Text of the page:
Book review: The Secret History of Twin Peaks

The Secret History of Twin PeaksThe Secret History of Twin Peaks by Mark Frost
My rating: 5 of 5 stars

So, the new season of Twin Peaks is upon us, unfolding darkly. It’s as good a time as any to dive into Mark Frost’s remarkably produced tome, which offers a little in the way of backstory before we spool up for whatever he and Lynch have planned for the sleepy burg and its inhabitants.

The first thing to note is that this isn’t a novel per se. It’s billed as that, though it presents a collection of documents: a dossier. This should be unsurprising if you’re familiar with other tie-in works: both The Secret Diary of Laura Palmer and Dale Cooper: My Life, My Tapes (the latter written by Frost) were fictional but presented in the manner of documents – a teenager’s diary and a fastidious man’s audio transcriptions. And yes, it may appear slightly gimmicky, but there’s so much effort put into maintaining the idea that one can’t help but go along with it.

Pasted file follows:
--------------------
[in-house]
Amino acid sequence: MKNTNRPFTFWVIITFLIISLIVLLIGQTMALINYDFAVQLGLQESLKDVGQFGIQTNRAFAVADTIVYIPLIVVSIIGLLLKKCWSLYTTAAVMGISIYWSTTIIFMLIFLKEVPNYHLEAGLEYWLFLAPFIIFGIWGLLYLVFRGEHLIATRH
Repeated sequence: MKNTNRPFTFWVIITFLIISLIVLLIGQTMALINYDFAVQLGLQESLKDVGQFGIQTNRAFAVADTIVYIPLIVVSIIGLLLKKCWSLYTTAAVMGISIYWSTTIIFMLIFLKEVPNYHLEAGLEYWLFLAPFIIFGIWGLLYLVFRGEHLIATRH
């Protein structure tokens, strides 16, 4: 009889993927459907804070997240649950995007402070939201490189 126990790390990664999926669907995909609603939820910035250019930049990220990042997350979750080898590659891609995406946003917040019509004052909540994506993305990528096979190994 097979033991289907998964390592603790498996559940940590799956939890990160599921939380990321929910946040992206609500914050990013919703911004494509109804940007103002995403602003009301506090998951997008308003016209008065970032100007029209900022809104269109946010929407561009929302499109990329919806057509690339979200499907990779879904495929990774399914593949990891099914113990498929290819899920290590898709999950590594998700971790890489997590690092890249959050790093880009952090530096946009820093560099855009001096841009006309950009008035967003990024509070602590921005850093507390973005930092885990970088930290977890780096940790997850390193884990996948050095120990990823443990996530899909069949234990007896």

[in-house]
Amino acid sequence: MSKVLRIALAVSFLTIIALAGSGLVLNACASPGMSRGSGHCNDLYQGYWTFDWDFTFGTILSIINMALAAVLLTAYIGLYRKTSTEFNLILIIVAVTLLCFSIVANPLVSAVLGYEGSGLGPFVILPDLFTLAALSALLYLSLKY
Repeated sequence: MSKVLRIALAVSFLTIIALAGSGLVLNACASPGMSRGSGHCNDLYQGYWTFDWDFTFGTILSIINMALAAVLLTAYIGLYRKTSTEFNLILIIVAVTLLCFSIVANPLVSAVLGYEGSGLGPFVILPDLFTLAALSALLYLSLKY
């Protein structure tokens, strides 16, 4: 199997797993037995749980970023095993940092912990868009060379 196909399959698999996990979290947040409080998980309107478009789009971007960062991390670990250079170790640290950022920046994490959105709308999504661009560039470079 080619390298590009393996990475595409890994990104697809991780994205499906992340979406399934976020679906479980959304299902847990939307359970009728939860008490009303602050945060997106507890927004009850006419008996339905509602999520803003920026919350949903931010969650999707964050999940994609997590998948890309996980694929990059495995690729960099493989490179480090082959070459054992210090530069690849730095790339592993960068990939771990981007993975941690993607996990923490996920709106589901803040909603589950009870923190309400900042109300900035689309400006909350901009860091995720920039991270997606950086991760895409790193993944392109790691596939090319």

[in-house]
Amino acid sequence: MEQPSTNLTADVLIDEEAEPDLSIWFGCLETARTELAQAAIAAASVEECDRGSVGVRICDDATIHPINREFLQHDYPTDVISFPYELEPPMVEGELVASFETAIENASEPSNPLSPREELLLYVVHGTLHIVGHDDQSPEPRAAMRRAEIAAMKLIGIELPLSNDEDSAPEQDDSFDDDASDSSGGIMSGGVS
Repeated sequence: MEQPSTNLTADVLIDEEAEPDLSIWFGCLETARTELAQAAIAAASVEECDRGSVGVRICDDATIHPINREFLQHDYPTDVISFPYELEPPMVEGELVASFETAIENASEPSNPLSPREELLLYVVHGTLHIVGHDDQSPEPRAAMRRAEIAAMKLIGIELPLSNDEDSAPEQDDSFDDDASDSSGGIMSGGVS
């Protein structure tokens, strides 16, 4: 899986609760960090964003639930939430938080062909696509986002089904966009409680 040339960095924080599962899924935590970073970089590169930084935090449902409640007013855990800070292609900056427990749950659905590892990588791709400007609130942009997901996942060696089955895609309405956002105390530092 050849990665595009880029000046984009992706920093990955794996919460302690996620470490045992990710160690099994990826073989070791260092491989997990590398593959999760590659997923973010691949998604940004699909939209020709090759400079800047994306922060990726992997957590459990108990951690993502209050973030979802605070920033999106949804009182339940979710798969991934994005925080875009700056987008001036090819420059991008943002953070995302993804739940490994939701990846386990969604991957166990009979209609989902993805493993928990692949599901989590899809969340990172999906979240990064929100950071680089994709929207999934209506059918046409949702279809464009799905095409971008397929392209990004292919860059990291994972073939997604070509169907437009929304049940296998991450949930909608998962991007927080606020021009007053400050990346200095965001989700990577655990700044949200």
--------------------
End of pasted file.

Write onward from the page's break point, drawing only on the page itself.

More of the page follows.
(If you would like to read a more straightforward novel by Frost, I’d suggest the excellent pair he’s written featuring Arthur Conan Doyle as the lead, The List of Seven and The Six Messiahs. They’re delightfully serious while maintaining a decent amount of pulp glee; the guy’s history of writing for police drama makes these eminently consumable.)

Key to the suspension of disbelief necessary to consume the book (and Twin Peaks as a whole, let’s face it) is the level of detail this project has seen. I’m surprised it was as inexpensive as it was, as it’s hardback (with a fancy stock belly band) and features recessed geometric Owl Cave imagery and a watching owl. Its green heft conveys the air of a ledger, of bound reports.

Inside, the designers have gone with forest tones rather than full colour: alongside black, there’s brown shades (to match the sepia shadings of old documents), greens to echo the woods around the township, and reds for highlighting.